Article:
Olega Denelov was flying a Sukhoi Su-25 over Dusinky, with her squadron, Delta Two One. The orders for an attack on the NSLA headquarters, Dusinky, well into the north of the country, had been swift, ordered directly by President Ivanovic. The fascists had taken control of the village thanks to a suprise attack on the poorly defended town, connected with Korsiky, controlled by the Sorskian People's Democratic Front via a bridge. Strategic bombers would destroy that quickly. But for now, Olega was to drop bombs on troop concencrations and just about as many buildings as she possibly could to elimnate as much fascist forces as possible.
In a few minutes, they were flying over the town. It was already in ruins, pieces of infrastructure scattered across the road, the reason why tanks weren't involved in the attack. They would just be blocked by the rubble and blown up by the fascisti with rocket propelled grenades. There were a few troops across the streets, several large buildings which had been marked as troop bases.
Olega dropped two bombs onto a troop encampment. Many more would follow. That begin the War in Sorsk.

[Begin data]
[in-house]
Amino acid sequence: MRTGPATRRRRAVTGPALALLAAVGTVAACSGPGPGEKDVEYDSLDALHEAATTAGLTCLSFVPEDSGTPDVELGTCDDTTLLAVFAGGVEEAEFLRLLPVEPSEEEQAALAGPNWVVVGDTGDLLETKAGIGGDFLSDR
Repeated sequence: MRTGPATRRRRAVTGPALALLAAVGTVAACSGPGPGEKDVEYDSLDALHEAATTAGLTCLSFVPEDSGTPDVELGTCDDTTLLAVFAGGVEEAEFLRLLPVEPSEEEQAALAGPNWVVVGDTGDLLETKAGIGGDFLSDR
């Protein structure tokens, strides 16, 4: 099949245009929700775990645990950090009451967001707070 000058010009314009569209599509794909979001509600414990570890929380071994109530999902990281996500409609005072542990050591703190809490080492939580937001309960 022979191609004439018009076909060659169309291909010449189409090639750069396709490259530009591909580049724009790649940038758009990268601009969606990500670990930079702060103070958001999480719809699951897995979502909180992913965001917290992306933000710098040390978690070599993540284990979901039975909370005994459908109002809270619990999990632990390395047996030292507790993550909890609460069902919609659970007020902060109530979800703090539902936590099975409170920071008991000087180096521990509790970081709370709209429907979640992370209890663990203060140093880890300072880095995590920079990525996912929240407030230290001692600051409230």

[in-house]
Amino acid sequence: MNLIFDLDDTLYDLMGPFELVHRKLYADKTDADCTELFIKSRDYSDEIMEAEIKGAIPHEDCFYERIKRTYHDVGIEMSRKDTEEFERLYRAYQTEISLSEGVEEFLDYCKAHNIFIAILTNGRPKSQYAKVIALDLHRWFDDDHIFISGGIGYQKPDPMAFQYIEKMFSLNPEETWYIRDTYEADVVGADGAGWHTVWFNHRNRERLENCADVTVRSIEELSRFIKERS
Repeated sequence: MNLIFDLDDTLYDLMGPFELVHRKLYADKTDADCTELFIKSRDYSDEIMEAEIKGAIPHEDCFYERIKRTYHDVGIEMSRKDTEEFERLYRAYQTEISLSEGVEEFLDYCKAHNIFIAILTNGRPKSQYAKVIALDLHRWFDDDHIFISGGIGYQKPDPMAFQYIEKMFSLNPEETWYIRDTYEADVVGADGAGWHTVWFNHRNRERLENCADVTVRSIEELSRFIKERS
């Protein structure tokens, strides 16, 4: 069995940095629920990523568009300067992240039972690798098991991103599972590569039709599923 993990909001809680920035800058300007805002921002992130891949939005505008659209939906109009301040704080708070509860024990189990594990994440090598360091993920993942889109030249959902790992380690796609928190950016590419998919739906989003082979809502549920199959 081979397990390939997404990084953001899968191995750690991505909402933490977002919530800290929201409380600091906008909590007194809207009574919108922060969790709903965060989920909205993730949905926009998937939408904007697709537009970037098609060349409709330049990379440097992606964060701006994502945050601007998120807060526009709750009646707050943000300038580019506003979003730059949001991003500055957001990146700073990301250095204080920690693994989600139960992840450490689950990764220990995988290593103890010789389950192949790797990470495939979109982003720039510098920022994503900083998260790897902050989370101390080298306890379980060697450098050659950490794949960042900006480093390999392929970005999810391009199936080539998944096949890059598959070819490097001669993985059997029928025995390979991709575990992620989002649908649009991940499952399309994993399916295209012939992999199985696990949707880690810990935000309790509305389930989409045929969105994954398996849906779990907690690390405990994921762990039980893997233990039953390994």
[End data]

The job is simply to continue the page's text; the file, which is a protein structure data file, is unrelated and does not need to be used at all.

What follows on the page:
* * *
Roman Yuriyovich Alessandro held the AK-47 firmly in his two, strong hands. His blond hair was swaying in the wind, snow getting caught in it. He forced himself through the snow towards the bridge, his alert blue eyes making out large clouds of smoke rising from Dusinky, and massive fires. That was when he realised what was happening.
"The communists are attacking!" he screamed at the top of his voice.
There were only two thousand troops in the Front, about double the amount in the Nazis. They were armed with AK-47s and the like, both factions supplies running very low. Still, democracy would have to be created in the country. Though at the current standings, the communists were on their way to a slick, clean victory.